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Meta-analysis of periodontal disease and risk of coronary heart disease and stroke.

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VA Medical Center, Dental Service, Bedford, Mass, USA.



The purpose of this study was to analyze published studies and abstracts in order to provide a quantitative summary of periodontal disease as a risk factor for cardiovascular disease and to explore the possible causes for conflicting results in the literature.


We searched all published literature on the Medline literature search engine since 1980. An additional search was performed with bibliographic citations from each article. Nine cohort studies (8 prospective and 1 retrospective), in which relative risks (RRs), CIs, and P values were reported or could be calculated were included. Four researchers independently extracted RRs, CIs, and P values from each study and evaluated the degree of confounding adjustment. The combined result was calculated with weighted average, and sources of disparity were tested with regression analyses.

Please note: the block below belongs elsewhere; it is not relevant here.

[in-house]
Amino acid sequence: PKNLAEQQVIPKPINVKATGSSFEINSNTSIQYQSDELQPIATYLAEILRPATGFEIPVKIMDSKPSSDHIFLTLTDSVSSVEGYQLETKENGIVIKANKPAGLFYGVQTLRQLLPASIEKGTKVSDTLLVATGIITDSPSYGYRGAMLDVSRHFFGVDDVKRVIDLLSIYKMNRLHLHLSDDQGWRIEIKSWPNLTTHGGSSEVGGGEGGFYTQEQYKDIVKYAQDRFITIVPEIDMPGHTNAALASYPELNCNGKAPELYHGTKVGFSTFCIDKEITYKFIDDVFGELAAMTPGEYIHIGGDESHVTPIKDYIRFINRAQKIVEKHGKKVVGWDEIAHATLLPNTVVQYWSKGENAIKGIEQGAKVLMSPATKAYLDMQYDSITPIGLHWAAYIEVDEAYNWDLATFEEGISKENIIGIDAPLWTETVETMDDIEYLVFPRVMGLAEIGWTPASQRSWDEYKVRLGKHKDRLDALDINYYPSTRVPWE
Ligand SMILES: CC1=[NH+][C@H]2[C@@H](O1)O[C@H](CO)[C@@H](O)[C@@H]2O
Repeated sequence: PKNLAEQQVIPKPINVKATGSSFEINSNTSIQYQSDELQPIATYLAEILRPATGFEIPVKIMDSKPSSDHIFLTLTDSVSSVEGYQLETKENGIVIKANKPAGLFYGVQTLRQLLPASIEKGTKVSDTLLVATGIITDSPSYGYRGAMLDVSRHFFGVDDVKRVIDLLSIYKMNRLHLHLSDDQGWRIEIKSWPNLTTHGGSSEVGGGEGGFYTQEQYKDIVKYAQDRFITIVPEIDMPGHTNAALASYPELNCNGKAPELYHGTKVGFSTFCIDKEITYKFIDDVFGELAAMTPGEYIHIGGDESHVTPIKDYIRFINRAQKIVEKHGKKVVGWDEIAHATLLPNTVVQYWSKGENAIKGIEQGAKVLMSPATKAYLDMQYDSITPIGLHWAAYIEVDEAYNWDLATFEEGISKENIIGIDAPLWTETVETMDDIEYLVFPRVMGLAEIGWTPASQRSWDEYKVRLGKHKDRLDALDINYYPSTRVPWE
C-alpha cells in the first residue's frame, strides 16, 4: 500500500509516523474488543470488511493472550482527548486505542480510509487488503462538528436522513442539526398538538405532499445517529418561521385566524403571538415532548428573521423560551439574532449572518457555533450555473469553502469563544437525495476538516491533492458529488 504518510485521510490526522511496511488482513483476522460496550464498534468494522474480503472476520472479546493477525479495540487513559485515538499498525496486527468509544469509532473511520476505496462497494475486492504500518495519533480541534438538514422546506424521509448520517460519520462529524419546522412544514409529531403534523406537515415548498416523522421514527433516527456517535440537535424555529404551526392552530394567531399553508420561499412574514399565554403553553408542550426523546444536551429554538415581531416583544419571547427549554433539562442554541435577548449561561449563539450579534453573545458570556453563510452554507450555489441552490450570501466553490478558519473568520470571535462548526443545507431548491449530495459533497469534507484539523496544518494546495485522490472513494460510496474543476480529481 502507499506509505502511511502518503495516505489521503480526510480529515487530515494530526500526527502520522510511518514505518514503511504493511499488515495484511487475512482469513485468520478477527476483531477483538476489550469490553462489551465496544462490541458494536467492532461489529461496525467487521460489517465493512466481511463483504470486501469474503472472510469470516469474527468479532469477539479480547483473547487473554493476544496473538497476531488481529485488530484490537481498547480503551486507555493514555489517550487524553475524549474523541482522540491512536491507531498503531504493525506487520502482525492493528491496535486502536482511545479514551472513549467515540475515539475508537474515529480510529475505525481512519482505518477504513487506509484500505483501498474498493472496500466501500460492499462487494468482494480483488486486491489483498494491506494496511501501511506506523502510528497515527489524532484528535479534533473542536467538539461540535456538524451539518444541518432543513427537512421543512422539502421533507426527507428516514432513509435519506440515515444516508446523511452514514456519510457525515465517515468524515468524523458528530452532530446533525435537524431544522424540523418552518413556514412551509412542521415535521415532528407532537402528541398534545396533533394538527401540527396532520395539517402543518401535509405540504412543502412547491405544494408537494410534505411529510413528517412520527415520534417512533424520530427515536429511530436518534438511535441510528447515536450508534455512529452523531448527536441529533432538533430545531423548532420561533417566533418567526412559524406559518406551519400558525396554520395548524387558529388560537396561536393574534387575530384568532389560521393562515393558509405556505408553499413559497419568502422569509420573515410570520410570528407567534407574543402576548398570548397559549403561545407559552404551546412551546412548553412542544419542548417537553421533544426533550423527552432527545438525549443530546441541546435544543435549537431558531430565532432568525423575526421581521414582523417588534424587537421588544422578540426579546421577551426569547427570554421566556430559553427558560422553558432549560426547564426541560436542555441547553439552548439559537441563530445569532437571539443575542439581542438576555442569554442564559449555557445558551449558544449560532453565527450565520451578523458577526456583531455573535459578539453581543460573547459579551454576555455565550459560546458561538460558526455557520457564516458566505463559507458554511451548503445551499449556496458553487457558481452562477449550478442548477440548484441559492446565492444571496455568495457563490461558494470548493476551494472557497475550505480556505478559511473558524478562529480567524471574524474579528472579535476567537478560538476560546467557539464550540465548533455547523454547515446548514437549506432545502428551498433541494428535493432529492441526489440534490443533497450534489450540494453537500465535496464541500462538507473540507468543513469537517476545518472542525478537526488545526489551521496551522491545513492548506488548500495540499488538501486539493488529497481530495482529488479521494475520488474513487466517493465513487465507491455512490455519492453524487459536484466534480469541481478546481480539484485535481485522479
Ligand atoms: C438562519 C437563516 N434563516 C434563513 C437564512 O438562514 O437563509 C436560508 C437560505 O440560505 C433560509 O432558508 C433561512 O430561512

The summary RR was 1.19 (95% CI, 1.08 1.32), indicating a higher risk of future cardiovascular events in individuals with periodontal disease compared with those without. In an analysis stratified to individuals of </=65 years of age, the RR was 1.44 (95% CI, 1.20 to 1.73). When the outcome was restricted to stroke only, the RR was 2.85 (95% CI, 1.78 to 4.56). In the metaregression analysis, the effects of residual confounding caused an overestimate of the results by 12.9% and, with a proxy for periodontal disease, caused an underestimate of 29.7%.


Periodontal disease appears to be associated with a 19% increase in risk of future cardiovascular disease. This increase in RR is more prominent (44%) in persons aged </=65 years. Although the increment of risk between subjects with or without periodontal disease in the general population is modest, at around 20% because nearly 40% of population has periodontal disease, this modest increase may have a profound public health impact.

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